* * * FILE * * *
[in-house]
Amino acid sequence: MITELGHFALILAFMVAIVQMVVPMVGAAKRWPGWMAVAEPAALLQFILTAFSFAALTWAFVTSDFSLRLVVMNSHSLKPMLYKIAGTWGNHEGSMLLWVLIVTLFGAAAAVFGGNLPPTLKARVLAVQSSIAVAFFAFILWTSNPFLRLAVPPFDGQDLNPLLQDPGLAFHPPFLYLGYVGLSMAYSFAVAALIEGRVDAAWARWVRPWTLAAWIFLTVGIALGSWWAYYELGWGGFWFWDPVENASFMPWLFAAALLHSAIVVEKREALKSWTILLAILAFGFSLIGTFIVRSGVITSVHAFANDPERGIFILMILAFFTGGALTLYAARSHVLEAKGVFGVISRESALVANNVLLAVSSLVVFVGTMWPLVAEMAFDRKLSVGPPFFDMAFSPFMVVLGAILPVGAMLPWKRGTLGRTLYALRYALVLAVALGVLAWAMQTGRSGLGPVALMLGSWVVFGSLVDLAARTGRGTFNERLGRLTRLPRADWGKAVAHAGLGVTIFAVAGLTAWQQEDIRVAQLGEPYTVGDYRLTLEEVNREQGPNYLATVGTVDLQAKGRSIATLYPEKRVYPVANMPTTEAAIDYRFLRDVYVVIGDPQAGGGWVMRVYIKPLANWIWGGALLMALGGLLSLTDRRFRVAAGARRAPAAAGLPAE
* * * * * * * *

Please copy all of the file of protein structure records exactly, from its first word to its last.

[in-house]
Amino acid sequence: MITELGHFALILAFMVAIVQMVVPMVGAAKRWPGWMAVAEPAALLQFILTAFSFAALTWAFVTSDFSLRLVVMNSHSLKPMLYKIAGTWGNHEGSMLLWVLIVTLFGAAAAVFGGNLPPTLKARVLAVQSSIAVAFFAFILWTSNPFLRLAVPPFDGQDLNPLLQDPGLAFHPPFLYLGYVGLSMAYSFAVAALIEGRVDAAWARWVRPWTLAAWIFLTVGIALGSWWAYYELGWGGFWFWDPVENASFMPWLFAAALLHSAIVVEKREALKSWTILLAILAFGFSLIGTFIVRSGVITSVHAFANDPERGIFILMILAFFTGGALTLYAARSHVLEAKGVFGVISRESALVANNVLLAVSSLVVFVGTMWPLVAEMAFDRKLSVGPPFFDMAFSPFMVVLGAILPVGAMLPWKRGTLGRTLYALRYALVLAVALGVLAWAMQTGRSGLGPVALMLGSWVVFGSLVDLAARTGRGTFNERLGRLTRLPRADWGKAVAHAGLGVTIFAVAGLTAWQQEDIRVAQLGEPYTVGDYRLTLEEVNREQGPNYLATVGTVDLQAKGRSIATLYPEKRVYPVANMPTTEAAIDYRFLRDVYVVIGDPQAGGGWVMRVYIKPLANWIWGGALLMALGGLLSLTDRRFRVAAGARRAPAAAGLPAE